Journalism 101: a passive fact-check

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A furious Daniel Schwammenthal at The Commentator excoriates The Economist for accusing the Israeli government of being delusional and paranoid. Asking rhetorically why there continues to be conflict between Israel and the Palestinians according to The Economist’s view, Schwammenthal adds a linguistic element to his political critique:

"Violent clashes and provocations erupted whenever the peace process seemed on the verge of concrete steps forward," the Economist explains. And, as Journalism 101 courses explain, the passive voice erupts whenever the journalist is trying to obscure the truth. Violence did not spontaneously or anonymously break out, as the article suggests.

And he goes on to hammer home the point that it's the Palestinians who fire the rockets. Well, it's true that Journalism 101 courses often follow grammatically clueless critics in their prejudice against the passive, and in wrongly associating the passive voice with deviousness and mendacity. But I hope there are at least some journalism teachers who can tell passive clauses from active ones. Schwammenthal evidently can't.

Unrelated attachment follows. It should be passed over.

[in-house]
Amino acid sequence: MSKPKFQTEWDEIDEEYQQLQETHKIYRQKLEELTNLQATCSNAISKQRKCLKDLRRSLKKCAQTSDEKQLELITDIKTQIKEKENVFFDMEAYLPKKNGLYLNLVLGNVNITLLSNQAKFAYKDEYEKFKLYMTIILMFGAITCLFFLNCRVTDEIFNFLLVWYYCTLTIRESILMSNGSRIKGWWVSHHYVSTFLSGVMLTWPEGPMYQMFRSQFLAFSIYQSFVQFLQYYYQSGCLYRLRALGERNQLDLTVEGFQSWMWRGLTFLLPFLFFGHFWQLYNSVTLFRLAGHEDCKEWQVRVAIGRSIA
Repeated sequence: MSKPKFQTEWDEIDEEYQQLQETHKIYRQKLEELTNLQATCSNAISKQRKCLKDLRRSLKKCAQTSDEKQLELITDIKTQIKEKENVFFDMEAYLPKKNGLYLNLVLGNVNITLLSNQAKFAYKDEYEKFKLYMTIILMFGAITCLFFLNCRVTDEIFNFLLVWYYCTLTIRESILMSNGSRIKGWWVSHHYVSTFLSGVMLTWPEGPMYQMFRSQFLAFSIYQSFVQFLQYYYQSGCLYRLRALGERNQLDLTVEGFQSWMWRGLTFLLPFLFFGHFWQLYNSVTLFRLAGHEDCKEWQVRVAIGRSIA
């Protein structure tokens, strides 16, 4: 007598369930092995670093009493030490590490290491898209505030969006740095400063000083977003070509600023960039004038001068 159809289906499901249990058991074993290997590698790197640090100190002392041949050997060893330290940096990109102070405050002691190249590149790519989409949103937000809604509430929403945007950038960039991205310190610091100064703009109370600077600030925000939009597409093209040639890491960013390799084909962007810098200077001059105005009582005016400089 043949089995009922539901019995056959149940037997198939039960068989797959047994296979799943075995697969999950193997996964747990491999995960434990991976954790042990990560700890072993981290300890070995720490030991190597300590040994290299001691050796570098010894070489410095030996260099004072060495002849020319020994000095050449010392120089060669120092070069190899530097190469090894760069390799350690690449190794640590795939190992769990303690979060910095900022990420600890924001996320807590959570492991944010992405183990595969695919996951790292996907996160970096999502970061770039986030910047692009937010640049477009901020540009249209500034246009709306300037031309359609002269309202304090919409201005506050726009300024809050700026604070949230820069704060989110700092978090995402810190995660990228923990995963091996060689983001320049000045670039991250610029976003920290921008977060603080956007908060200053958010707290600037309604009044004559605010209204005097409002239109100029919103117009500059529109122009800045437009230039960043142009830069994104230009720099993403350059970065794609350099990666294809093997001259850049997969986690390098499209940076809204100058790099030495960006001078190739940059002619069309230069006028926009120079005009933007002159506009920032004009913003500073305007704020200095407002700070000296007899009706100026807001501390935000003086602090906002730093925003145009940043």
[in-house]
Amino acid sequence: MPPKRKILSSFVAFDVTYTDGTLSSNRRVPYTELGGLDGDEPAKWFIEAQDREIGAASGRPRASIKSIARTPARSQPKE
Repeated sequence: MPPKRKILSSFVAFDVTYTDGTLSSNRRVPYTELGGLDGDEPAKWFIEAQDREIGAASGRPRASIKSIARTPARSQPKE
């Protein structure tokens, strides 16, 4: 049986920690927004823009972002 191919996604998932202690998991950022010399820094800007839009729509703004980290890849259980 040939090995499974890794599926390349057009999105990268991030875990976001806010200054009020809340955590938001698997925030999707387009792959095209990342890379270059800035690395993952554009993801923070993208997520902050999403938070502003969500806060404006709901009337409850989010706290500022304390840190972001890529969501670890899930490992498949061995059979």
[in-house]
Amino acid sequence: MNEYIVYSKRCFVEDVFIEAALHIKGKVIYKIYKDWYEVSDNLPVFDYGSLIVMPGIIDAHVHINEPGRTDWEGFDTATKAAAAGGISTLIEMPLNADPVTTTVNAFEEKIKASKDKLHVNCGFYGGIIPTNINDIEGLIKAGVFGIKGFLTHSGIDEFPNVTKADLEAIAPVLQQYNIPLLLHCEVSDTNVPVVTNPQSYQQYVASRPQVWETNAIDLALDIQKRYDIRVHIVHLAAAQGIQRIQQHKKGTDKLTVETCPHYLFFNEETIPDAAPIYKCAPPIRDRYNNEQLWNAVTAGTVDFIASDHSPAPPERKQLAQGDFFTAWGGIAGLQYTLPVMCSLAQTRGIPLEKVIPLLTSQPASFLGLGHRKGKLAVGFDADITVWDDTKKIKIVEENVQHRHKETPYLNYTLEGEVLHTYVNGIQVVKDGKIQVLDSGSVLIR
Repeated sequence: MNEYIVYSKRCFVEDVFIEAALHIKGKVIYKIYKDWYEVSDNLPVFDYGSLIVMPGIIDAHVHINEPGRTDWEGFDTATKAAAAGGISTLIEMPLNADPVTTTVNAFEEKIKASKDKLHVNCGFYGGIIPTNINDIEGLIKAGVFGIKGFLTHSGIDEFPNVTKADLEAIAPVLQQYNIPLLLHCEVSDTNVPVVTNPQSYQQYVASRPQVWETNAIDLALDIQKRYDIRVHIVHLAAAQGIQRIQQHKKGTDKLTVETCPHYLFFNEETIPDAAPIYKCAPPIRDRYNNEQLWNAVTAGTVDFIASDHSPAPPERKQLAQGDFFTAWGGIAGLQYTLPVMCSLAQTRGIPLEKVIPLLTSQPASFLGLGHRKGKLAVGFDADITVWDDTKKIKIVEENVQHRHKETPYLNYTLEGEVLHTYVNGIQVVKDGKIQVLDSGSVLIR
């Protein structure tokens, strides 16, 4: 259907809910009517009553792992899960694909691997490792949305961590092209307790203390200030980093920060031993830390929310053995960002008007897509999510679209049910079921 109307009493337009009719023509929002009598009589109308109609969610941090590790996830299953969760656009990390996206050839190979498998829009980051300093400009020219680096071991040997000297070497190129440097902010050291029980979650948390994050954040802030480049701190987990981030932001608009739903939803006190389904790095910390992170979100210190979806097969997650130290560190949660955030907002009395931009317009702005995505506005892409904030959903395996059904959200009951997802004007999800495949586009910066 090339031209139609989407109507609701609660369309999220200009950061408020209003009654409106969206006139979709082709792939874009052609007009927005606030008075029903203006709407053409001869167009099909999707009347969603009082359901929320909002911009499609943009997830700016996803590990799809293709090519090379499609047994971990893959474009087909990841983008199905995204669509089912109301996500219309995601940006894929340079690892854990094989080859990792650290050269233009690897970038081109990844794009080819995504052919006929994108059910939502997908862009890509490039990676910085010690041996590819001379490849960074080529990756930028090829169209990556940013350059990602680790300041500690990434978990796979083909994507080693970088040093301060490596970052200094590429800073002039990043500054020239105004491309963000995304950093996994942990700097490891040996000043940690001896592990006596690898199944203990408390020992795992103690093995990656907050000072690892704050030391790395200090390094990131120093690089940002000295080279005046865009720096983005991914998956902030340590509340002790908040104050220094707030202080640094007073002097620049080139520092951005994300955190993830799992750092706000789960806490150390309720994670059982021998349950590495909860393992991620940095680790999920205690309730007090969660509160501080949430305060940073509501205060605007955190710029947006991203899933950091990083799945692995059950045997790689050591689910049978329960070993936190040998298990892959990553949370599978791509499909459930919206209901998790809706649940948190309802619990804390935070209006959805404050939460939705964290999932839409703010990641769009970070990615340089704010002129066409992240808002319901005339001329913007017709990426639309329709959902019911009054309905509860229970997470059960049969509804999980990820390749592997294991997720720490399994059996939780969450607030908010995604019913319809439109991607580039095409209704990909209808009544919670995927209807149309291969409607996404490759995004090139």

"Violent clashes and provocations erupted" is not a passive clause. Nor is "Violence spontaneously and anonymously broke out." These are simple active clauses with intransitive verbs.

I dimly recall that Language Log has occasionally raised this matter before (though not more than about 65 times, according to this list of relevant posts), so I won't belabor the point. (If I was going to belabor it, I would point out that Language Log has actually noted previous false allegations of passive clauses being used to mask Palestinian violence while emphasizing Israeli aggression.) I will just ask a question: What on earth induces people who cannot tell passive clauses from active ones to pontificate about use of the passive when attacking other writers?

It's like accusing an arriving politician of luxury travel in a chauffeur-driven Lincoln Continental when he is visibly climbing out of the driving seat of a used Chevy Nova. Wouldn't you expect people to put their glasses on and actually check the make and model of the car, or look for the chauffeur? (Oh, I don't know, maybe not, in an election year.)

[Comments are open. They're not, of course, but I'm just demonstrating how weird it is when people say things that you can easily see are flatly false.]

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